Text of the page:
A Strong & Growing Workforce

By Tim Clark Contributing Editor | March 01, 2007

When it comes to recruiting and retaining the best and brightest employees, the hospitality industry faces an uphill battle. Turnover is constant, and therefore a rising number of employers in the hotel and restaurant space are looking to bolster "soft" ideals like empowering work environments with cutting edge technology. By using a dynamic mix of people, process, and technology, forward-thinking companies like Starwood Hotels & Resorts and Rock Bottom Restaurant Group and are reducing employee churn while realizing significant costs savings.

Creating a consistent view
With nearly 150,000 global employees, Starwood Hotels & Resorts struggled with a deficient, homegrown e-recruitment system that wasn't able to provide a consistent, company-wide labor management strategy, according to Norm Perreault, director of organizational capability, Starwood Hotels & Resorts. "Every hotel was operating in its own fashion and had its own way of dealing with applicants," says Perreault. "The corporate office had little oversight into how it worked. We had very limited data and nobody gave much consideration to terms like 'time to fill' or 'cost to hire' or some of the other basic metrics of e-recruitment functions."

In response, Starwood, whose hotel chains include Sheraton, W and Westin, rolled out Taleo ( www.taleo.com ) technology throughout its North American operations with plans to go global this year. "From the recruiter's perspective at each hotel, it's a very thorough system and it really has all of the functionality and then some," says Perreault.  "They probably have plenty more to learn to fully utilize the system but its definitely working for their purposes."

Perreault says Taleo has allowed Starwood to accomplish a major initiative in differentiating one brand from the next. In essence, Starwood is trying to reinforce not just to guests but to job seekers as well the difference between working at a W or Sheraton, for example. "Before, there was one company called Starwood, known for having a ton of different hotels out there," says Perreault. "The emphasis is more on making them the same by following similar processes."

Taleo functionality offers different career sections and allows Starwood to create different looks, feels and verbiage for each of its brands. Potential employees who visit W's career site, for instance, might notice a look, feel and sound very different than Sheraton's Web site. "It allows you to ask questions to employees in different ways," says Perreault.

Cleaning up the competition
Because Starwood doesn't like to simply "swap people out," according to Perreault, a clear advantage is realized over competitors when it comes to retaining talented employees. "We like to think that as employees climb the managerial ranks, if someone is a great general manager at a Sheraton, our hope is that the same employee would make a great general manager at a Westin as well," says Perreault. "We've always encouraged the movement from one hotel to the next."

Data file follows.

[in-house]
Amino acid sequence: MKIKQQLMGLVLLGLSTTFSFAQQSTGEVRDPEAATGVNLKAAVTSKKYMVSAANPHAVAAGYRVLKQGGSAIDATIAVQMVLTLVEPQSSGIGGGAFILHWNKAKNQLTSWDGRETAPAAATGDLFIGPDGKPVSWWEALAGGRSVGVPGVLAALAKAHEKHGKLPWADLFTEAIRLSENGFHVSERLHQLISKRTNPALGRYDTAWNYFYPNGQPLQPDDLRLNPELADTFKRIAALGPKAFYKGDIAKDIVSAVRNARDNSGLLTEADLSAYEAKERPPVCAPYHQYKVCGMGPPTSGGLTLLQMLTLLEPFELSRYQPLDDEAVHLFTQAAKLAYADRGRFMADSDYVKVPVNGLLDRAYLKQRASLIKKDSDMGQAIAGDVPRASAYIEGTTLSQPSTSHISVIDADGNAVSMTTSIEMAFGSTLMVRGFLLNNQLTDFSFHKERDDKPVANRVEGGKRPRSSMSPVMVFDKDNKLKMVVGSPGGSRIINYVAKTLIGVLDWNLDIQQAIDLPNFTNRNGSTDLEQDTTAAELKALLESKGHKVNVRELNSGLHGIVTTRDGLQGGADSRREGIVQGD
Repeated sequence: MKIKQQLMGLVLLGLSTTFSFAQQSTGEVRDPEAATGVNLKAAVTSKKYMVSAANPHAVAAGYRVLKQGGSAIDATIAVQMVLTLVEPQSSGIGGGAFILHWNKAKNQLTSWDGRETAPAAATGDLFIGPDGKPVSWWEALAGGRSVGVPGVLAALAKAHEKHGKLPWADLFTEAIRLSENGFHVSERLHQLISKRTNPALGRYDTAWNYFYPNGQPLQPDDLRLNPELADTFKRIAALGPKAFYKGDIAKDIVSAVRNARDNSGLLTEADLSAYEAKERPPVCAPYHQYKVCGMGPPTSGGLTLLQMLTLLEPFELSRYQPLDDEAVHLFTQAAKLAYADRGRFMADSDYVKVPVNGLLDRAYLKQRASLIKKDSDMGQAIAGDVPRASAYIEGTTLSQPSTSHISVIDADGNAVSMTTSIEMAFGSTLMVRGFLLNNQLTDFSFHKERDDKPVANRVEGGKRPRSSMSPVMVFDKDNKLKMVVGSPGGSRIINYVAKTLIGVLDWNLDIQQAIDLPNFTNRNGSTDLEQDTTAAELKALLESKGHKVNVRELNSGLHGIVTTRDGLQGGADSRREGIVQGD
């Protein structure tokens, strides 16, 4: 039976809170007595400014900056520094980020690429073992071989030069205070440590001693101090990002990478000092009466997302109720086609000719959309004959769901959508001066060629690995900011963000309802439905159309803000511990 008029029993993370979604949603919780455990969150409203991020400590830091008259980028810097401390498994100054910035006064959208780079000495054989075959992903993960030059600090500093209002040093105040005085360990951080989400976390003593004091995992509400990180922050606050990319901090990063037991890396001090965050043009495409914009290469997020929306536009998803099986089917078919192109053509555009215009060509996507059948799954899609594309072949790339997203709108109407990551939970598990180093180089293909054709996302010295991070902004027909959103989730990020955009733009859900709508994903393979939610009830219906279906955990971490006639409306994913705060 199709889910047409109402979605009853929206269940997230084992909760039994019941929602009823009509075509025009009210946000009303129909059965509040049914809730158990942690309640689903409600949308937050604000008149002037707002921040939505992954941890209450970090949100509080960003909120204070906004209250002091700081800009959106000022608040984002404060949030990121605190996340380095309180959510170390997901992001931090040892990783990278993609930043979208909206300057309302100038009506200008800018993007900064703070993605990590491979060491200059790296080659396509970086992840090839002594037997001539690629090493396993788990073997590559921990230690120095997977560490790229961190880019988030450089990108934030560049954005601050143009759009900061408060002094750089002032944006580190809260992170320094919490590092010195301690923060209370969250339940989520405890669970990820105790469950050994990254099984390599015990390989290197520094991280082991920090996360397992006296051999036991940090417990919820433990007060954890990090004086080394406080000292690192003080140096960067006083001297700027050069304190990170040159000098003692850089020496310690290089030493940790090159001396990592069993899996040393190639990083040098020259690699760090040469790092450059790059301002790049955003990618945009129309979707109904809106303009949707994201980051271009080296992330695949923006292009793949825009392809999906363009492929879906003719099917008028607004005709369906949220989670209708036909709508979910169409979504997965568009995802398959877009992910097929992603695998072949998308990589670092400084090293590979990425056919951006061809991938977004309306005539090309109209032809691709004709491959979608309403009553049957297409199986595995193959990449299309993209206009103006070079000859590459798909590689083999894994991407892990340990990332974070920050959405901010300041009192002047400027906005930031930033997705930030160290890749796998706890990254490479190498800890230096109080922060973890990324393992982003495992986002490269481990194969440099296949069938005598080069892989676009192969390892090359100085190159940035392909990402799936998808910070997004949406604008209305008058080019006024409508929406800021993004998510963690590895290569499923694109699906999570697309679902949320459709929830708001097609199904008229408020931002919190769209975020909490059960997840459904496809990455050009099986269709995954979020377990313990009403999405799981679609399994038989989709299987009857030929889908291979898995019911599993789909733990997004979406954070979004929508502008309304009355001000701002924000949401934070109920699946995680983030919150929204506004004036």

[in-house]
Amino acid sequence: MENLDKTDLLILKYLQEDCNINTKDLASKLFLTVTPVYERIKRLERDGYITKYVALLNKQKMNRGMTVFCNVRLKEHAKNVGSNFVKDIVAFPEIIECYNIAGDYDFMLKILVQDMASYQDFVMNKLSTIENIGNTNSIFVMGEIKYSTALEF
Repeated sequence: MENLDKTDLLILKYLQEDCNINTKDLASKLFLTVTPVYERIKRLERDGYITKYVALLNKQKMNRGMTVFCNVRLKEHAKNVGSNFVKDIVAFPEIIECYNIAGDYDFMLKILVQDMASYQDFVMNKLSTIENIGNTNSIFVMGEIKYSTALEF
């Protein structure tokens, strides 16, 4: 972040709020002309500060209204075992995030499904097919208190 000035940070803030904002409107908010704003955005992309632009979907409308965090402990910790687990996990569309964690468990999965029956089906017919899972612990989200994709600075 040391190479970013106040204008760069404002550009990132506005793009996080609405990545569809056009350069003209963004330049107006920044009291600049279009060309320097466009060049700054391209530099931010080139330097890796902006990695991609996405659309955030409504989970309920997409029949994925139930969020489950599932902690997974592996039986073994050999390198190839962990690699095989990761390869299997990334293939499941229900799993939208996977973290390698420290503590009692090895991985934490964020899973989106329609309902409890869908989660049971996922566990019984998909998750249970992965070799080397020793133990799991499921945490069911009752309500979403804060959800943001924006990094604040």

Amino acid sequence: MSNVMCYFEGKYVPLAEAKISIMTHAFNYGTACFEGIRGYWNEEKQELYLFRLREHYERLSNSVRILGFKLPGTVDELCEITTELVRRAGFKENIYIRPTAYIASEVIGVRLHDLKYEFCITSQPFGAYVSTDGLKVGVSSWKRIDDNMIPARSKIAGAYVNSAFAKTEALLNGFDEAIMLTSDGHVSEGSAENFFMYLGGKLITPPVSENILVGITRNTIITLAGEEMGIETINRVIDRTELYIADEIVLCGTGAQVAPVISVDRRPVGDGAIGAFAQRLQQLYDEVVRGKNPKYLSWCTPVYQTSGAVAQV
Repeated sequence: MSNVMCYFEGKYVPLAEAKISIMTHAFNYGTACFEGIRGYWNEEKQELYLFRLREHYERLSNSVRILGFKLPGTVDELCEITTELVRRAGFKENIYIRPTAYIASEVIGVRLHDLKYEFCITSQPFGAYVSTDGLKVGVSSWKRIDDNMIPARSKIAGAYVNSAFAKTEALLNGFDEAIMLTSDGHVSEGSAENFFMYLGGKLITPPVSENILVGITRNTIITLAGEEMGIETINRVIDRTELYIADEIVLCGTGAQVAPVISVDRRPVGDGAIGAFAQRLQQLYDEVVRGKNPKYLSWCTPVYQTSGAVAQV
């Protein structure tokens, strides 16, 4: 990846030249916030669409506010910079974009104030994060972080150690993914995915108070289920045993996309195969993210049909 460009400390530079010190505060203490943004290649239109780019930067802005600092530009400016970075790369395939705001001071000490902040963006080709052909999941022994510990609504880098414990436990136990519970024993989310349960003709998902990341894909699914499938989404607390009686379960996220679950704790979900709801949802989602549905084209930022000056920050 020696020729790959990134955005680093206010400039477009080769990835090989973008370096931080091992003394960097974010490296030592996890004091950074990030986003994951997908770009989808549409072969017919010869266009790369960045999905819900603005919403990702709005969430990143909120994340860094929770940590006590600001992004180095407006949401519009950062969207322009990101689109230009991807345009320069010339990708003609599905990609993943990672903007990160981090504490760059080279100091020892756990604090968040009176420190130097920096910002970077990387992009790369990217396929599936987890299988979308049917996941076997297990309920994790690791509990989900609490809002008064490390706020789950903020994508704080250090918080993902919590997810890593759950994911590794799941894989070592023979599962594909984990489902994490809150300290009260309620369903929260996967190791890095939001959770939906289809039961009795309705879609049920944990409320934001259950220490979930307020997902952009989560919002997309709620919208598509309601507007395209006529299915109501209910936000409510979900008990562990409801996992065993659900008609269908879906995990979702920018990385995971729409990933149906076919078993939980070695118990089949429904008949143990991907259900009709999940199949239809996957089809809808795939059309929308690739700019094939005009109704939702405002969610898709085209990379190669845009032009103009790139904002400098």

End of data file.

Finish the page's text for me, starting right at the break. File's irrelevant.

A talent review process, powered by Taleo, keeps track of the top ten thousand people in the company. These employees are asked to enter into the system their resume and other information about themselves. Managers are also asked to enter information about employees, such as how fast can they be promoted, for example. The employee data is fed into an internal candidate profile via Taleo.

"Every HR professional in every hotel that we own or manage has access to the database," says Perreault. "We are trying to break down those walls where someone files for a position and their material disappears into a filing cabinet. That's a competitive advantage because now if somebody isn't quite the right fit for one hotel, they may be the perfect fit for another."

Rock solid diversity
With five different restaurant concepts and 8,000 employees, Rock Bottom Restaurant Group deals with a lot of employee turnover and, like Starwood, is making sure to reduce turnover while retaining top talent.

"We have a lot of churn going on but at the same time we have a lot of employees who have been with us for a very long time, some of them up to 30 years," says Sugi Randall, senior vice president of human resources and training. "We have the advantage of managing healthy turnover by having a great culture. It's a key way for us to recruit and retain people."

Randall says Rock Bottom also employs the Kronos ( www.kronos.com ) hourly applicant tracking and assessment methodology, which has been installed in its restaurants for about six years. Some of the Kronos functionality now offered to the causal service segment was jointly developed between Rock Bottom and Kronos. "Technology is only as good as how it's applied and how it's constructed," says Randall. "Having a hand in that as well as a viable partner in Kronos has been a key ingredient in how successful it's been."

While Rock Bottom hasn't been able to measure a return on its Kronos investment, Randall says the company has enjoyed a 10 percent to 25 percent reduction in turnover, depending on region, due to the "red, green, yellow" light system of Kronos. This system allows Rock Bottom managers to be more targeted with interview questions and make more concrete decisions about candidates.

"It streamlines a process that still needs that human touch in recruiting," says Randall. "It allows hiring and pre-selection paperwork to be online in addition to other paperwork like emergency contact, W-4 and benefits. It's great to be able to set up e-files as opposed to setting up paper based ones. It's a definite advantage."

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